Elmo: (Zoey has Elmo's blanket, to which he has, even at this early stage of the film, displayed a perhaps unhealthy attachment to, and won't give it back) Elmo needs his blanket, Zoey! Elmo has a nice washcloth you can have.

Bert: (Bert and Ernie appear in meta-fashion throughout the film to interact with us, the audience, and to discuss the film. Bert continuously shows much anxiousness at the darker turns the story takes--Huxley's taking of Elmo's blanket, Elmo's getting lost, etc.) Ernie, what if Elmo never gets his blanket back!
Ernie: Don't worry Bert, movies always have happy endings.
Bert: (muttering underneath his breath). What about Gone with the Wind? Dr. Zhivago?

Great stuff.

Until Whenever

Tuesday, November 01, 2005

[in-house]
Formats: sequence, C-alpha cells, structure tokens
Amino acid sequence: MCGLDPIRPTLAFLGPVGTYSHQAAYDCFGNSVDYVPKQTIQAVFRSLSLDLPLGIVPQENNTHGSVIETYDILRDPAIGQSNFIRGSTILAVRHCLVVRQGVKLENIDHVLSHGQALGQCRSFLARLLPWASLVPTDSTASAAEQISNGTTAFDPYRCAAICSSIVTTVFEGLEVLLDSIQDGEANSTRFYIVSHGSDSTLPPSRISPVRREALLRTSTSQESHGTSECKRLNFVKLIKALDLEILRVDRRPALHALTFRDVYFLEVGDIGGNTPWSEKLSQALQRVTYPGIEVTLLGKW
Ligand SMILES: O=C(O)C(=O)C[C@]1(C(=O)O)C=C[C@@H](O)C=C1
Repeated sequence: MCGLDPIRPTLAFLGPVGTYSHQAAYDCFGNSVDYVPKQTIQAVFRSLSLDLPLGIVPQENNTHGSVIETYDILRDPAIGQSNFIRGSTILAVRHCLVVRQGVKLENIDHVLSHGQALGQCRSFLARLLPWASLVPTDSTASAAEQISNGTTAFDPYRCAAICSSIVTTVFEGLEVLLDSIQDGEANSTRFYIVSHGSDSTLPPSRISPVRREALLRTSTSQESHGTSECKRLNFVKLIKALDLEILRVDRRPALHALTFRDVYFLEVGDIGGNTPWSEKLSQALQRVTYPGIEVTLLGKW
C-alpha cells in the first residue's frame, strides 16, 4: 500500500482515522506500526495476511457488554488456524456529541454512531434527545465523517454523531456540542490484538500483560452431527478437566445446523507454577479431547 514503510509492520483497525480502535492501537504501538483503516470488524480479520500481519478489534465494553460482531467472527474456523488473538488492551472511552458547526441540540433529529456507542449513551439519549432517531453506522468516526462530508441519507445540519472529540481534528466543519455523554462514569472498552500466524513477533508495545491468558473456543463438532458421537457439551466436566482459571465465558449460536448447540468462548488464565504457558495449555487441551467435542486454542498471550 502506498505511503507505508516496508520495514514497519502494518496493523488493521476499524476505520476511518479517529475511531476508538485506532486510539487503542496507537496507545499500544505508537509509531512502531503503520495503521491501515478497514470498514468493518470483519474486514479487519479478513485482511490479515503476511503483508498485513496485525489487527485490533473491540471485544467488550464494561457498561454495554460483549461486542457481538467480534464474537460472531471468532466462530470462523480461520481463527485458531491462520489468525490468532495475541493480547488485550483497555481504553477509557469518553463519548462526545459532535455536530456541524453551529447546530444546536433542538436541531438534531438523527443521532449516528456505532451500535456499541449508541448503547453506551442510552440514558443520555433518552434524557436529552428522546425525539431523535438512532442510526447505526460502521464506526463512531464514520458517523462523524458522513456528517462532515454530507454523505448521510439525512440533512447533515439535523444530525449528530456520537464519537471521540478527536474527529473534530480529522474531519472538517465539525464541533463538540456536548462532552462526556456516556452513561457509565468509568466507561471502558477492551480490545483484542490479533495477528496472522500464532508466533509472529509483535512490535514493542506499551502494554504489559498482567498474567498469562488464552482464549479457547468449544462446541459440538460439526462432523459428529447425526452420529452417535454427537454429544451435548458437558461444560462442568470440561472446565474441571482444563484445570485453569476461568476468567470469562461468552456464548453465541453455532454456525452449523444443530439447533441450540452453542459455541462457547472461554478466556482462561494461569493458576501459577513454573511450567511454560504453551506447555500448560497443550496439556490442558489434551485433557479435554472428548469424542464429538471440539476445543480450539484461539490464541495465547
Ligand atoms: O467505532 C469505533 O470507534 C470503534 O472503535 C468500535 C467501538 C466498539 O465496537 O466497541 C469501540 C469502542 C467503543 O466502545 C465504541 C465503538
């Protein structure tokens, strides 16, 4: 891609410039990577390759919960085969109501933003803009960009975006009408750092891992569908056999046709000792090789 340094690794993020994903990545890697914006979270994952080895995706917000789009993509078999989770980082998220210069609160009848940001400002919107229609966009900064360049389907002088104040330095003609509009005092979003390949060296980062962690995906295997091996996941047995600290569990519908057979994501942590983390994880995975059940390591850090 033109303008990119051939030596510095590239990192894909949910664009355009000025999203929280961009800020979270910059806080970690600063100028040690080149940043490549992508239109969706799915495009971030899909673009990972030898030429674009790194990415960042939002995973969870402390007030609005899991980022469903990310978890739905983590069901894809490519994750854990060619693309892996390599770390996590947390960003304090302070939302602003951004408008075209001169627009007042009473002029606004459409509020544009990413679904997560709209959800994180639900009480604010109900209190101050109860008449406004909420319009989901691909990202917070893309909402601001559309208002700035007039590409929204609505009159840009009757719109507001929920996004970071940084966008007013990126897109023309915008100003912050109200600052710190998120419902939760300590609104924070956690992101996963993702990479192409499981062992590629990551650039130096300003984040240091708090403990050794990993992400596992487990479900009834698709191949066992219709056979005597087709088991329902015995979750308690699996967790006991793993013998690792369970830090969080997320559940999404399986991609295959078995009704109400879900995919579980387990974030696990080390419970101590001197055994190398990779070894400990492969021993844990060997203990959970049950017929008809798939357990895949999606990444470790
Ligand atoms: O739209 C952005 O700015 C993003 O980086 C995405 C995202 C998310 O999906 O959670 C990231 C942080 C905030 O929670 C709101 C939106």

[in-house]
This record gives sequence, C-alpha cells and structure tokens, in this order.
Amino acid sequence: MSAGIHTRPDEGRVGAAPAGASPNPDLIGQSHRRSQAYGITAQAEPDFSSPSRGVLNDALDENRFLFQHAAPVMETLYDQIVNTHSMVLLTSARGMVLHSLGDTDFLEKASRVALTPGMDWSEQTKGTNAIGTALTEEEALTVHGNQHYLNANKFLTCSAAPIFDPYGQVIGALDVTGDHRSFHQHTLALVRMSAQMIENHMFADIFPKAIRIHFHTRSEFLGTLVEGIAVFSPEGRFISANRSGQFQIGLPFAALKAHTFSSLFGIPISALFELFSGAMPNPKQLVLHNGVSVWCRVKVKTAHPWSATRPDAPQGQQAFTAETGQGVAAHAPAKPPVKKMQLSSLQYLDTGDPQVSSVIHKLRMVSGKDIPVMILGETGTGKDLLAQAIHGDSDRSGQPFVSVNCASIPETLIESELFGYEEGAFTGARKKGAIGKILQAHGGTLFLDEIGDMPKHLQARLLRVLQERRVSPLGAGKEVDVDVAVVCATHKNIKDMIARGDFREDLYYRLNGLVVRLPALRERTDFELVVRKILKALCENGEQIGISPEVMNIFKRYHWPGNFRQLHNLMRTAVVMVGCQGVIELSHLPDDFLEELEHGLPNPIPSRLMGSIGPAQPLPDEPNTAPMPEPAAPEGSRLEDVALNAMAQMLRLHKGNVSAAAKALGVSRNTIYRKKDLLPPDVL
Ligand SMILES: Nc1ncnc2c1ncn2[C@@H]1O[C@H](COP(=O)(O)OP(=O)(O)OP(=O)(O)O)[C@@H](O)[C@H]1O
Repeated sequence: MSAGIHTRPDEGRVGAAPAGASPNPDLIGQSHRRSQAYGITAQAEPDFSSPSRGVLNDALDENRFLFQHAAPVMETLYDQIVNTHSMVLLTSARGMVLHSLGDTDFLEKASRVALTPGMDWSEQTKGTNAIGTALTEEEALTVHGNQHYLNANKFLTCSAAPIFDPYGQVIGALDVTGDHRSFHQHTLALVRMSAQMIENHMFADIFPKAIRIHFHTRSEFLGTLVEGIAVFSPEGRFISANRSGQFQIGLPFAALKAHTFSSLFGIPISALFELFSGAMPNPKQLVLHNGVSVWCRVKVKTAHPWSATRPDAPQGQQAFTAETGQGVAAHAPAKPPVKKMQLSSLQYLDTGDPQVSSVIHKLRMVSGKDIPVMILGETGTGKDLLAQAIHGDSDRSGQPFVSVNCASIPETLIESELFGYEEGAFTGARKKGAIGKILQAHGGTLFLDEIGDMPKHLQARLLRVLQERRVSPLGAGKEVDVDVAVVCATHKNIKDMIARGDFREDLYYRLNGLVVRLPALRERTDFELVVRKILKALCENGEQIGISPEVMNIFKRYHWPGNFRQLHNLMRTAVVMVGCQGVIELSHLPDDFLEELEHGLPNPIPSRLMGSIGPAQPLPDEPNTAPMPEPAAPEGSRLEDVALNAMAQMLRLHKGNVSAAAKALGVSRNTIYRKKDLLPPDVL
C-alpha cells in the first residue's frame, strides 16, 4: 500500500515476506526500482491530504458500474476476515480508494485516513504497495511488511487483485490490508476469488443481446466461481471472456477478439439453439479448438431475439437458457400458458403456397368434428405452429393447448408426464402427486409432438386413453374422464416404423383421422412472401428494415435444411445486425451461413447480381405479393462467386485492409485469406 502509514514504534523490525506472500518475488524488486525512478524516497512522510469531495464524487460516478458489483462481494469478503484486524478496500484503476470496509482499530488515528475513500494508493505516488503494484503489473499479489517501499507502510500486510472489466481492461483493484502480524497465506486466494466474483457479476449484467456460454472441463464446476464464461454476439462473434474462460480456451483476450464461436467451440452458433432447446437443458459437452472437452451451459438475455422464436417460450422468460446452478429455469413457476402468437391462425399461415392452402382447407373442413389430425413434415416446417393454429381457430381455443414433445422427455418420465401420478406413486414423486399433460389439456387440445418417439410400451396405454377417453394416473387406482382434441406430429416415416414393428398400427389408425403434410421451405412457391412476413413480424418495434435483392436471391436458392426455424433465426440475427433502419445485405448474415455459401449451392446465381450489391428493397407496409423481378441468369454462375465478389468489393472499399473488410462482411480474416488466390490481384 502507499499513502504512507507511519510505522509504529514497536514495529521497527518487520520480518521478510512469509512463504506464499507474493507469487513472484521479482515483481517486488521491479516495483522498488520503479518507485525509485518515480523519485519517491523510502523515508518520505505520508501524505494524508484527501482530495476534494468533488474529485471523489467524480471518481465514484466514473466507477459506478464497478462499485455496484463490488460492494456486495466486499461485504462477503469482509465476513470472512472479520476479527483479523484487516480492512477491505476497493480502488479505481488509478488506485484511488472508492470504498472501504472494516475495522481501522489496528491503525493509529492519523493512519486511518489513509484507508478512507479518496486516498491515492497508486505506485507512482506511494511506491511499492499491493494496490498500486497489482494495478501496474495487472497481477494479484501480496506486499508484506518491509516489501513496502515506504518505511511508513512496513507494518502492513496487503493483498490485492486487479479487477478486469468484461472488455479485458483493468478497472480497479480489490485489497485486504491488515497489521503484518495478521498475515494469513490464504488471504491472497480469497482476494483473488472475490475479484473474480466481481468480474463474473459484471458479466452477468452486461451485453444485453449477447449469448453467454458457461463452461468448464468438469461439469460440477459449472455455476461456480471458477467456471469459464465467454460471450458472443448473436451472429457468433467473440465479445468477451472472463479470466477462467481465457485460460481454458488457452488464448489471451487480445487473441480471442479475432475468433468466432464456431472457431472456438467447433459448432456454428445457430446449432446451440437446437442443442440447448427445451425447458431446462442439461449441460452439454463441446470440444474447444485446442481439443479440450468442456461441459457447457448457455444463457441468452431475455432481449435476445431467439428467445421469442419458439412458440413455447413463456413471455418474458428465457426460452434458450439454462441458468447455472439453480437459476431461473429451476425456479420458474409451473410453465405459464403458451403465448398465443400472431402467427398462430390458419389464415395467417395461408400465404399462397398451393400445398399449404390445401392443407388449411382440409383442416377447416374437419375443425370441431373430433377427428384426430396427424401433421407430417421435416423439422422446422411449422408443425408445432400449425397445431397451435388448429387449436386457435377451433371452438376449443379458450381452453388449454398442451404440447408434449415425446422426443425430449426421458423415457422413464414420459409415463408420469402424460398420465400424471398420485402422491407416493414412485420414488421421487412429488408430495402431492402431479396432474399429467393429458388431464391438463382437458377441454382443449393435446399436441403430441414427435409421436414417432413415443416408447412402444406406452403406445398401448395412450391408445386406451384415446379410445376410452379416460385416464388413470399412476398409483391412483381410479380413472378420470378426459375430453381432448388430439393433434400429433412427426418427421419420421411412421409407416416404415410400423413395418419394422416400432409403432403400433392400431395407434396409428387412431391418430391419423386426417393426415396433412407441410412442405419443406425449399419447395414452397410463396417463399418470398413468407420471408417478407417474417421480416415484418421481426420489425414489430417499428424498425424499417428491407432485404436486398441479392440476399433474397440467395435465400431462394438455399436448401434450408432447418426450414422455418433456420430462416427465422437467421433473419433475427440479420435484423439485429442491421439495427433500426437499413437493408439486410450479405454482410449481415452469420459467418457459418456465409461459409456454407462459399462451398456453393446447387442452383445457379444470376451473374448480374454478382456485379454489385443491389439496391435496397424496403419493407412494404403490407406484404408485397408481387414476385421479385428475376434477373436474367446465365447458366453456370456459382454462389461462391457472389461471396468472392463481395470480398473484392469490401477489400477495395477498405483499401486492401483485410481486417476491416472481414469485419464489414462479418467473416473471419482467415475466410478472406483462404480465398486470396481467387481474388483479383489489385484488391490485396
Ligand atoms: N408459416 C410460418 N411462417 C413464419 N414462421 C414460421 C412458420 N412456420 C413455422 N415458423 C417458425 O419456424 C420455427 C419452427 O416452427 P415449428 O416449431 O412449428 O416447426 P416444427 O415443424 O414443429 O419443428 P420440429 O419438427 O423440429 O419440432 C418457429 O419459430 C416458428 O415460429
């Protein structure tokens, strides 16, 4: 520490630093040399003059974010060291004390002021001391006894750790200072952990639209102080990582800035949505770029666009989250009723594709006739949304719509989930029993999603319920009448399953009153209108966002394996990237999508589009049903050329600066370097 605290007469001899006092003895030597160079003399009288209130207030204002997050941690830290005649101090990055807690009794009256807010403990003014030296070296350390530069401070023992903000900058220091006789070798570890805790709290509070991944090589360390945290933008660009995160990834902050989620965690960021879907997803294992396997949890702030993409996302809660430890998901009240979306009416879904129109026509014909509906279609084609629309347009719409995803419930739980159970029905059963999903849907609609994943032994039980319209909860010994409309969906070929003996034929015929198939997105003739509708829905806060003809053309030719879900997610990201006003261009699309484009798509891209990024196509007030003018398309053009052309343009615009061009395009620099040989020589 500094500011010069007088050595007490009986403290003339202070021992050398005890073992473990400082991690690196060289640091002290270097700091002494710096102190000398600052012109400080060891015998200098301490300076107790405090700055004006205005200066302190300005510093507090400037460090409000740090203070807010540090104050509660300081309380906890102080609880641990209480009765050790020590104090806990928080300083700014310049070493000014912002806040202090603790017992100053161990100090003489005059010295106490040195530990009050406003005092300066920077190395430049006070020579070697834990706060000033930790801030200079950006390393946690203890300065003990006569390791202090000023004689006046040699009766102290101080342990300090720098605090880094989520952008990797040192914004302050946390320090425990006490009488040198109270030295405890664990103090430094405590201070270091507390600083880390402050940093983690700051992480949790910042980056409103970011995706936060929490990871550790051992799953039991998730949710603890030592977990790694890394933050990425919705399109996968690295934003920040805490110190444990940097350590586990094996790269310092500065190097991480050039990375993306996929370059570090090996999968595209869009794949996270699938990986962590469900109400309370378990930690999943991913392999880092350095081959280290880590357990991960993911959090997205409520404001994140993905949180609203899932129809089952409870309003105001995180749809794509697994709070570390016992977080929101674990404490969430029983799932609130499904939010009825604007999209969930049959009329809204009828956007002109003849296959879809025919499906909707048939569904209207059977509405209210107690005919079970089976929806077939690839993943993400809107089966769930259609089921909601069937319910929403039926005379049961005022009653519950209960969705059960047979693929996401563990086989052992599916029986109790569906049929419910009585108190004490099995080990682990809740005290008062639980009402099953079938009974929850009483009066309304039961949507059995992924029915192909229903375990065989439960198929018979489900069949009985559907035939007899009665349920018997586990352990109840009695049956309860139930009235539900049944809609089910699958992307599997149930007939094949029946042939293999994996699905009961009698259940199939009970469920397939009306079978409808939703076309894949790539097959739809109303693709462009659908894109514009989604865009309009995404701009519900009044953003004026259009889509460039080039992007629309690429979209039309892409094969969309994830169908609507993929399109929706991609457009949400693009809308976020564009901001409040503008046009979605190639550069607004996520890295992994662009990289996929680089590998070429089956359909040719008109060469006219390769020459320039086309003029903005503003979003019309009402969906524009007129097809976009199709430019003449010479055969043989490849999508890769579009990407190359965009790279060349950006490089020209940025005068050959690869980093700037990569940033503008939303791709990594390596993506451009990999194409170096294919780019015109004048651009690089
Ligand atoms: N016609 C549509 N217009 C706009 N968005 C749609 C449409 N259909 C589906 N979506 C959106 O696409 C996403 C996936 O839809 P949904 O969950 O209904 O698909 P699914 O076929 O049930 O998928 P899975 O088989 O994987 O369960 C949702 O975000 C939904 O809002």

C3PO Meets Po-Mo

Want to read an entertaining, if odd and very acrobatically reaching, post-modern-type reading of the Star Wars films as Pirandello-esque meta-meataphorical "texts?" Go here.

Until Whenever
Batman Begins

Finally saw the new Batman film on DVD and was, if not mightily, plenty impressed. My take on the series so far has been, like so many others', one of rapidly diminishing returns. And not just in the quality of the films as the series wore on, but in how they individually, especially the decent first two, held up over time as well.

I remember being very excited for the release of Burton's Batman in 1989 (I was 14 at the time), and absolutely loving the movie that summer. But as the years wore on, and I'd revisit it every now and then, it seemed less and less impressive. Nicholson's Joker was a great hammy piece of acting, but he wasn't really playing the Joker, now was he? And the plot was pretty boilerplate and uninteresting. And the Batplane is taken down with a gun?